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Economy Aug 22, 2013

CAD pain: With rupee at 65, it’s raining bad news for UPA

By Sourav Majumdar

There are times when nothing seems to go right. When it rains, it pours. For the Congress-led United Progressive Alliance (UPA) government, this is such a time.

A time when growth is sputtering and a slowdown has hit the economy, the rupee has hit its life low against the dollar and the country's monetary authority, the Reserve Bank of India (RBI), has had to resort to sending out mixed policy signals in a bid to ease the serious liquidity crunch in the system.

Worse, none of the steps announced by finance minister Palaniappan Chidambaram and the RBI to try and control the currency's slide and seek to rein in the ballooning current account deficit (CAD), the chief cause of the current problems, have worked.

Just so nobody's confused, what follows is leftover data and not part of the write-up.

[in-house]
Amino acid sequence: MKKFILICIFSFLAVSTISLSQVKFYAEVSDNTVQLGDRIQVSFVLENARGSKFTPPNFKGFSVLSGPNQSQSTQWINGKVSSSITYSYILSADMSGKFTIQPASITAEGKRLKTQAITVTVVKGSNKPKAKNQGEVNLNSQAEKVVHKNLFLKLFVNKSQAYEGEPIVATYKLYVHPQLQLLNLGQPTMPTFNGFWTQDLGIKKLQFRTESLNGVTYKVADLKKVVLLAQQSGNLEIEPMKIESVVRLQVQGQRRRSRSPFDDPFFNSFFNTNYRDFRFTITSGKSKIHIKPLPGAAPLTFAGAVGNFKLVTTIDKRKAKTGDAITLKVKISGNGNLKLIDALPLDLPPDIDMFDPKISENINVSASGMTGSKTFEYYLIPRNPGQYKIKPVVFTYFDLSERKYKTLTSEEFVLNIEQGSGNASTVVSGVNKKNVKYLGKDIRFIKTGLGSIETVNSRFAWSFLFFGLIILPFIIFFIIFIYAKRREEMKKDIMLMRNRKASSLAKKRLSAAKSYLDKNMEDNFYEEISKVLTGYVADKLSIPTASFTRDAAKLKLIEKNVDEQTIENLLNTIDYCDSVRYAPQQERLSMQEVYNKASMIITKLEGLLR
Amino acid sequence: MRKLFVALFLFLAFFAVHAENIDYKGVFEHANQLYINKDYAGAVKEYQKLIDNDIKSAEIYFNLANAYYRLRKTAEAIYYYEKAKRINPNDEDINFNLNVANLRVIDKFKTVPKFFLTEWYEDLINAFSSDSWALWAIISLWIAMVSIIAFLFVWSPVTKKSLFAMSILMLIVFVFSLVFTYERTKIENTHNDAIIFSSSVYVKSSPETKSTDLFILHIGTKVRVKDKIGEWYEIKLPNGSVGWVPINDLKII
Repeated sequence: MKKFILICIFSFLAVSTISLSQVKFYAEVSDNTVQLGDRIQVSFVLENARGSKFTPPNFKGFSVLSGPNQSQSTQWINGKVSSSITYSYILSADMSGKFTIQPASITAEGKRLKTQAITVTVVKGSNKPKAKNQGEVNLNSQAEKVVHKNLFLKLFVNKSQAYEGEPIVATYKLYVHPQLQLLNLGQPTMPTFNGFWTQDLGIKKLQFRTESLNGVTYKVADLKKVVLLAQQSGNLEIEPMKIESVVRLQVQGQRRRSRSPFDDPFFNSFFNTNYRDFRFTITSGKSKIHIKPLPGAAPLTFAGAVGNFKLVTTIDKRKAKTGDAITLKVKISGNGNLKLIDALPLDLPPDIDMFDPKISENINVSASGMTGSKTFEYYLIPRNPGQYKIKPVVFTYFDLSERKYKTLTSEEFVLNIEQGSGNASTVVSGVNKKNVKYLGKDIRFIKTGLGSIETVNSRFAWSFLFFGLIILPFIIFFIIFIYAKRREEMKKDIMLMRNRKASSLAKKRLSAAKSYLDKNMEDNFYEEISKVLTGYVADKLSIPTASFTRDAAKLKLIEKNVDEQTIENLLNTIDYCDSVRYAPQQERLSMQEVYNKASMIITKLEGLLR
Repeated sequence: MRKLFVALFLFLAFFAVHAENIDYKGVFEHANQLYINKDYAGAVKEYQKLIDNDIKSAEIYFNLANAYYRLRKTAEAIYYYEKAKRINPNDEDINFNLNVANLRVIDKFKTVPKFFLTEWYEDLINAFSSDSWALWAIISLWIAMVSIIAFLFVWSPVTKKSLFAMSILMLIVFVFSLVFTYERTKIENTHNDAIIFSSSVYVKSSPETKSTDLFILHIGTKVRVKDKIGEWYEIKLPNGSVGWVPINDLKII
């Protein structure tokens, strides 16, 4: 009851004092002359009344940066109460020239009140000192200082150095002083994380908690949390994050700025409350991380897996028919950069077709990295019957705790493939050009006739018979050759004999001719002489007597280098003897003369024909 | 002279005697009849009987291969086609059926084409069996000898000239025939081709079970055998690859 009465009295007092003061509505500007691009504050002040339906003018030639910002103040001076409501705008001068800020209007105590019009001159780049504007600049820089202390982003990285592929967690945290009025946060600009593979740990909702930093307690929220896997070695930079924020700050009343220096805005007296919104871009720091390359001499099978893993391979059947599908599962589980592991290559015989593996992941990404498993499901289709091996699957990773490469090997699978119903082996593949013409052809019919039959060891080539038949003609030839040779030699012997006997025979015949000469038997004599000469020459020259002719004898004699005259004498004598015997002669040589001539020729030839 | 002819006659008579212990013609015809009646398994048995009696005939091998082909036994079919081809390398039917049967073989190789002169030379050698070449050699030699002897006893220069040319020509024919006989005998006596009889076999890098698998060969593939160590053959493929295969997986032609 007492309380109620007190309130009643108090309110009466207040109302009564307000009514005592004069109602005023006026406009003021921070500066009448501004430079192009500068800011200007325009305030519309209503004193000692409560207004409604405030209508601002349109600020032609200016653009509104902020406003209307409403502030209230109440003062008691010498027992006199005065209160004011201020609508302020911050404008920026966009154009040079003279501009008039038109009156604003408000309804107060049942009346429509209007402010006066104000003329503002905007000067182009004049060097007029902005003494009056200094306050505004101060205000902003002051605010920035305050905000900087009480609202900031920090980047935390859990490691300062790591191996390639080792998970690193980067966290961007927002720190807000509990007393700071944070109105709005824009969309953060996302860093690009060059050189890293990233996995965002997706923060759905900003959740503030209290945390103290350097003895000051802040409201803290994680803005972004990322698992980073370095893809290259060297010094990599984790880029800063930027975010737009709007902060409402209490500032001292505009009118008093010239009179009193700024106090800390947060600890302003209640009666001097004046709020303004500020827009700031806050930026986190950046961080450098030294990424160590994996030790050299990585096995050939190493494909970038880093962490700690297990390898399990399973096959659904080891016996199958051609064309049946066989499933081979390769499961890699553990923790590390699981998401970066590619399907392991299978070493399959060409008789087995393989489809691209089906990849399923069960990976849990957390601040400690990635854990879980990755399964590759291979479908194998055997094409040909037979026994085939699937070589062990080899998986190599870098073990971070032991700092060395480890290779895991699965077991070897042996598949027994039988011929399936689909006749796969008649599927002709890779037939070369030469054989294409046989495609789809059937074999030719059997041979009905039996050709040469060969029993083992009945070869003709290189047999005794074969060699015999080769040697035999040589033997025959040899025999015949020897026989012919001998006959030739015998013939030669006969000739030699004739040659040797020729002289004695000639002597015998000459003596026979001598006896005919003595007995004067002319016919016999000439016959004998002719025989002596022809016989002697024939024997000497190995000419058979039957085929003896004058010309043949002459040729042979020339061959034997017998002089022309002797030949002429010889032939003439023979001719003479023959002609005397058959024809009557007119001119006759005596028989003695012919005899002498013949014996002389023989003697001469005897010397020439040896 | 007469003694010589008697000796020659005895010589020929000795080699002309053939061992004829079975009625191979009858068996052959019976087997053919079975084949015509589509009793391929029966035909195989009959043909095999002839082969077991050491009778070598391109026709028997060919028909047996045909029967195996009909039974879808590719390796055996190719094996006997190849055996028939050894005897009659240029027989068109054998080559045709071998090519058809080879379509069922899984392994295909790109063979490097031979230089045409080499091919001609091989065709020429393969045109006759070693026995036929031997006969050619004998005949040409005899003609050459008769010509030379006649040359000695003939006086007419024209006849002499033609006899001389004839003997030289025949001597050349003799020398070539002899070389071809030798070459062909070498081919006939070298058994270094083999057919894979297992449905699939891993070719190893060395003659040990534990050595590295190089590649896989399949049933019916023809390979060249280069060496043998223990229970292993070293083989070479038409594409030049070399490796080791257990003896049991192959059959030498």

The rupee shows no signs of halting its slide and all eyes are on the US Federal Reserve for signals about when the tapering of its quantitative easing (QE) program will begin. The tapering of its QE program can potentially spell further trouble for the already battered rupee and the RBI has already made it clear that it's not clear whether future announcements on the QE front will cause further volatility in the forex market.


None of the steps announced by finance minister Palaniappan Chidambaram and the RBI to try and control the currency's slide and seek to rein in the ballooning current account deficit (CAD), the chief cause of the current problems, have worked. Reuters

The minutes of the Federal Open Market Committee (FOMC) 30-31 July meeting, released in Washington late on Wednesday night India time, also did not throw much additional light on when the QE tapering would actually start, with the committee split on the issue. A few members said tapering may be needed soon, while a few others emphasized the importance of being patient. However, the committee was 'broadly comfortable' with Fed chairman Ben Bernanke's plan to start reducing purchases of bonds later this year if the US economy improved, reports suggested.